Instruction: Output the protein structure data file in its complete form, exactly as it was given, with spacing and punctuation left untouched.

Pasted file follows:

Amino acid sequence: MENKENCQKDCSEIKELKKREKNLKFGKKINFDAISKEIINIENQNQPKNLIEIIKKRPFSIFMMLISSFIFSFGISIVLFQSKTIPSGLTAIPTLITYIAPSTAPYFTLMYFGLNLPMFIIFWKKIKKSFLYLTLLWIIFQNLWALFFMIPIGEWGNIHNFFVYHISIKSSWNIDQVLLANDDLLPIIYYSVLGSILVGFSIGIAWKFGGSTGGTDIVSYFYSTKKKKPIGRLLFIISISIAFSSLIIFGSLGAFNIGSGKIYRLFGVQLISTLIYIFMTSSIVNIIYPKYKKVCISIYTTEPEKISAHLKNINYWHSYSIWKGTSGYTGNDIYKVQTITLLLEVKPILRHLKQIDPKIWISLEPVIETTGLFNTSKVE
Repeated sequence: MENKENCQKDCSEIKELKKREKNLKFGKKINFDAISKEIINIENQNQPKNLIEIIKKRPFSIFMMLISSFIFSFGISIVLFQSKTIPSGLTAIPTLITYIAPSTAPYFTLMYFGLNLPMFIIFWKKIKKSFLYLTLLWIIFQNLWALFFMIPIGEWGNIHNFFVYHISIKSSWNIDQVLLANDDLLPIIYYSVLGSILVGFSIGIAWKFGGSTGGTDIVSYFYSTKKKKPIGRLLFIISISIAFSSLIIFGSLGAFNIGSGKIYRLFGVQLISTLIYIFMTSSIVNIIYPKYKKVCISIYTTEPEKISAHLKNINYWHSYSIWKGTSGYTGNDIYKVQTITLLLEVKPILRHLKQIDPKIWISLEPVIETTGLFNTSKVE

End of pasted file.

Amino acid sequence: MENKENCQKDCSEIKELKKREKNLKFGKKINFDAISKEIINIENQNQPKNLIEIIKKRPFSIFMMLISSFIFSFGISIVLFQSKTIPSGLTAIPTLITYIAPSTAPYFTLMYFGLNLPMFIIFWKKIKKSFLYLTLLWIIFQNLWALFFMIPIGEWGNIHNFFVYHISIKSSWNIDQVLLANDDLLPIIYYSVLGSILVGFSIGIAWKFGGSTGGTDIVSYFYSTKKKKPIGRLLFIISISIAFSSLIIFGSLGAFNIGSGKIYRLFGVQLISTLIYIFMTSSIVNIIYPKYKKVCISIYTTEPEKISAHLKNINYWHSYSIWKGTSGYTGNDIYKVQTITLLLEVKPILRHLKQIDPKIWISLEPVIETTGLFNTSKVE
Repeated sequence: MENKENCQKDCSEIKELKKREKNLKFGKKINFDAISKEIINIENQNQPKNLIEIIKKRPFSIFMMLISSFIFSFGISIVLFQSKTIPSGLTAIPTLITYIAPSTAPYFTLMYFGLNLPMFIIFWKKIKKSFLYLTLLWIIFQNLWALFFMIPIGEWGNIHNFFVYHISIKSSWNIDQVLLANDDLLPIIYYSVLGSILVGFSIGIAWKFGGSTGGTDIVSYFYSTKKKKPIGRLLFIISISIAFSSLIIFGSLGAFNIGSGKIYRLFGVQLISTLIYIFMTSSIVNIIYPKYKKVCISIYTTEPEKISAHLKNINYWHSYSIWKGTSGYTGNDIYKVQTITLLLEVKPILRHLKQIDPKIWISLEPVIETTGLFNTSKVE